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Source: City of Manchester

Manchester City Council has outlined its ambition to be accredited as a Living Wage Employer by the Living Wage Foundation (LWF) in a report to the Resources and Governance Scrutiny Committee. (Tues, 18 June 2019).

As one of Manchester’s largest employers, the Council already pays directly employed staff a minimum of £9.51 per hour, which is above the current Real Living Wage of £9 per hour (recommended by the LWF) and well above the statutory National Living Wage (£8.21 per hour).  This is also paid to any agency staff employed by the Council and is recommended to schools’ staff across the city.

The Real Living Wage, which is announced in November each year, is set to closer reflect the cost of living based on a basket of household goods and services.

The Living Wage Foundation offers recognition through an accreditation process for employers that commit to paying the Real Living Wage rates to their directly employed staff and sub-contractors, raising awareness of the importance of paying a fair wage and highlighting those organisations that do.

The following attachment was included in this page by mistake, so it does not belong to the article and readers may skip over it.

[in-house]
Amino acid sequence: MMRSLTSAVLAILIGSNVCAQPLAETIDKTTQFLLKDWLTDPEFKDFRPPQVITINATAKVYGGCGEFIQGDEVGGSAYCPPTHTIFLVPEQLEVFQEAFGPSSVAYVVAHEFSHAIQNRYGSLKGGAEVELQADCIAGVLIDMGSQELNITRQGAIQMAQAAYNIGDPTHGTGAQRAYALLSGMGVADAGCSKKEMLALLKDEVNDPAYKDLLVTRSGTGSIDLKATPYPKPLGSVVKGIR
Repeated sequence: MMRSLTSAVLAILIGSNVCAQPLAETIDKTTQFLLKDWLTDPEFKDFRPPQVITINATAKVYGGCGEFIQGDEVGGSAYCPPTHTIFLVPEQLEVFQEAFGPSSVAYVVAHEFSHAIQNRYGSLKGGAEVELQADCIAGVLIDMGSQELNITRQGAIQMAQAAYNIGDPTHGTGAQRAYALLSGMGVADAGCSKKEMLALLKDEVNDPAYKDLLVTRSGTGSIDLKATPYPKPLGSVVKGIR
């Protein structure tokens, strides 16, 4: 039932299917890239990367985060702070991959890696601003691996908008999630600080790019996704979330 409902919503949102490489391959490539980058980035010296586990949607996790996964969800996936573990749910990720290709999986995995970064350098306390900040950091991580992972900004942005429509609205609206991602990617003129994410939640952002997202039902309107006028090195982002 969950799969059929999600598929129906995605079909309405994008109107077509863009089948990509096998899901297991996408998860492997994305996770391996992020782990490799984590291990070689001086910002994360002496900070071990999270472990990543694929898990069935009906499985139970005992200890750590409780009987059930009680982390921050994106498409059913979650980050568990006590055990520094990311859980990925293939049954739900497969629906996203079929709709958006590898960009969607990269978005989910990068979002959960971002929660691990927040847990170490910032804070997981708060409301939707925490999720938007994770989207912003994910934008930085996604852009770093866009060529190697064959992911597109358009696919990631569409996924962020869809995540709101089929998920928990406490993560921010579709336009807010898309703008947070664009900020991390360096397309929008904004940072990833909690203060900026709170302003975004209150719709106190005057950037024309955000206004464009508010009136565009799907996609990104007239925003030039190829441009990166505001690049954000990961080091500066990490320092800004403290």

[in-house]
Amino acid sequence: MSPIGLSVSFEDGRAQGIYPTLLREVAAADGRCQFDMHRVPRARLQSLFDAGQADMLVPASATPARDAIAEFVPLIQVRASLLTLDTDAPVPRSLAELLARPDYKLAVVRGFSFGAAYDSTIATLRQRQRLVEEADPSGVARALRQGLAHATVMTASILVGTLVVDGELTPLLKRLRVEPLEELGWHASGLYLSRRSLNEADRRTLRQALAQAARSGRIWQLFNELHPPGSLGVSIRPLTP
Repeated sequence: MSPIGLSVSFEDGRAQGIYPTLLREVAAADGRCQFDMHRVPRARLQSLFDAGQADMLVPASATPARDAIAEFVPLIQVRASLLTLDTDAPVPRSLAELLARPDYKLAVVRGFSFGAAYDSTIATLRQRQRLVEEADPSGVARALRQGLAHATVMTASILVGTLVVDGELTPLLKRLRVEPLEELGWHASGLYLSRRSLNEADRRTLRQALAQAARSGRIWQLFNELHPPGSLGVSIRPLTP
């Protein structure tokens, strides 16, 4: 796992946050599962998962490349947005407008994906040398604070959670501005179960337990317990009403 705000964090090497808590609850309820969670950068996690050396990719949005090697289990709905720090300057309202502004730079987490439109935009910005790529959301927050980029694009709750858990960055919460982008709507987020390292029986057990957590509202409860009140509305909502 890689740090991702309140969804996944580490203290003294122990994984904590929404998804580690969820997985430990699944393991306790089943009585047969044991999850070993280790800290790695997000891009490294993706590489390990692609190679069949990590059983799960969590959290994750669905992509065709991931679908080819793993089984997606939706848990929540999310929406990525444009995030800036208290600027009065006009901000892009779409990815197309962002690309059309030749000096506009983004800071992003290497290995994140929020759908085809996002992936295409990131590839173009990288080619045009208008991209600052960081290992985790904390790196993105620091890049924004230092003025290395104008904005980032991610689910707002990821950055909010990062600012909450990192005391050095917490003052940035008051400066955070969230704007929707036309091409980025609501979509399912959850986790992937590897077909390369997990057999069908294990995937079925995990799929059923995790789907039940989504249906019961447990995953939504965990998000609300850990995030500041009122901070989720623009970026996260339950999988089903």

Manchester has also been working since 2016 to promote the Manchester Living Wage (which is at least equivalent to the Real Living Wage) to its supply chain and contractors, using the influence of the organisation through its procurement to urge all employers to pay at least the Real Living Wage.

A key element of the Council’s new procurement rules also puts a significant weight towards a Social Value commitment by a contractor to be awarded a new contract, demonstrating how they will help improve Manchester and give something back.

Already, the majority of Manchester City Council’s contracts are with suppliers who have committed to paying the Manchester Living Wage. For those contractors who have not yet formally committed to this, the council is working to include a future commitment to paying the Manchester Living Wage as part of any new tender process.  

Research by the Living Wage Foundation shows that paying the Living Wage is not only  good for business and the communities they serve but it also improves staff motivation and wellbeing, as well as helping companies to recruit and retain staff.  

Councillor Carl Ollerhead, Executive Member for Finance and Human Resources said: “The Council is one of the biggest employers in the city and it’s important that we lead by example and give our staff a decent living that will give them the opportunity to live a comfortable and happy life.

“We are seeing more working people in our city unable to make ends meet from one week to the next and this needs to stop. We pay our employees a fair day’s pay for a fair day’s work and we want to encourage other employers to do the same to help tackle poverty and create a more equal city.

“Manchester is also leading the way on Social Value – which for me is indelibly linked to fair pay – and we will continue to use our influence to go even further and urge as many other organisations as possible to follow suit, and to show the benefits that this brings to people’s quality of life.”

MIL OSI United Kingdom